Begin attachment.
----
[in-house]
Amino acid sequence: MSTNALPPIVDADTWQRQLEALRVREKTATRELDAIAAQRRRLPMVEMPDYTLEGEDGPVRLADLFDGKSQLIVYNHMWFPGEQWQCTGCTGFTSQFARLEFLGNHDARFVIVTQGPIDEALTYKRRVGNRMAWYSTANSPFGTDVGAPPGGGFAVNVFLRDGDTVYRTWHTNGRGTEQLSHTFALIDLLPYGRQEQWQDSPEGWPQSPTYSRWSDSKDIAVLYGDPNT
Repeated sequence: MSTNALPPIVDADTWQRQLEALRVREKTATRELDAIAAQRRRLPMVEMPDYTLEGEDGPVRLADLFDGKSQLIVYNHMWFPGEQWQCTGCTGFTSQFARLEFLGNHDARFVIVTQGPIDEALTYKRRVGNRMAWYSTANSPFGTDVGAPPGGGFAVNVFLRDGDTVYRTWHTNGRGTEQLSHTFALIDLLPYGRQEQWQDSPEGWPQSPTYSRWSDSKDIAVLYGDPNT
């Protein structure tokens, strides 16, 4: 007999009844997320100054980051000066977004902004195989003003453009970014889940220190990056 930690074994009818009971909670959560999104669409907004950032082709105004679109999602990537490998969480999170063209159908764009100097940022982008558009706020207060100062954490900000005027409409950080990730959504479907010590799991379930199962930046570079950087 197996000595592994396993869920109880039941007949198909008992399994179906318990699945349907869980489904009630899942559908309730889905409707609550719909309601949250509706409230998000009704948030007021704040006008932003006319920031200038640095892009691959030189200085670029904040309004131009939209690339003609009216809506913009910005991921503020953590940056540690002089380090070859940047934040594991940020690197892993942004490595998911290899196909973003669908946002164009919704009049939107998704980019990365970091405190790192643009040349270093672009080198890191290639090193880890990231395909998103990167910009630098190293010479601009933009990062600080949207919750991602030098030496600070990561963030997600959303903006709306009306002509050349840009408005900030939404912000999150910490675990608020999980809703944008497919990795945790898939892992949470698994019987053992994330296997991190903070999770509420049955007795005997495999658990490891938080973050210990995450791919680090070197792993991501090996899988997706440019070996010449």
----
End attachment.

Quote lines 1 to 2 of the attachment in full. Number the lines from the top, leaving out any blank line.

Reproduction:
[in-house]
Amino acid sequence: MSTNALPPIVDADTWQRQLEALRVREKTATRELDAIAAQRRRLPMVEMPDYTLEGEDGPVRLADLFDGKSQLIVYNHMWFPGEQWQCTGCTGFTSQFARLEFLGNHDARFVIVTQGPIDEALTYKRRVGNRMAWYSTANSPFGTDVGAPPGGGFAVNVFLRDGDTVYRTWHTNGRGTEQLSHTFALIDLLPYGRQEQWQDSPEGWPQSPTYSRWSDSKDIAVLYGDPNT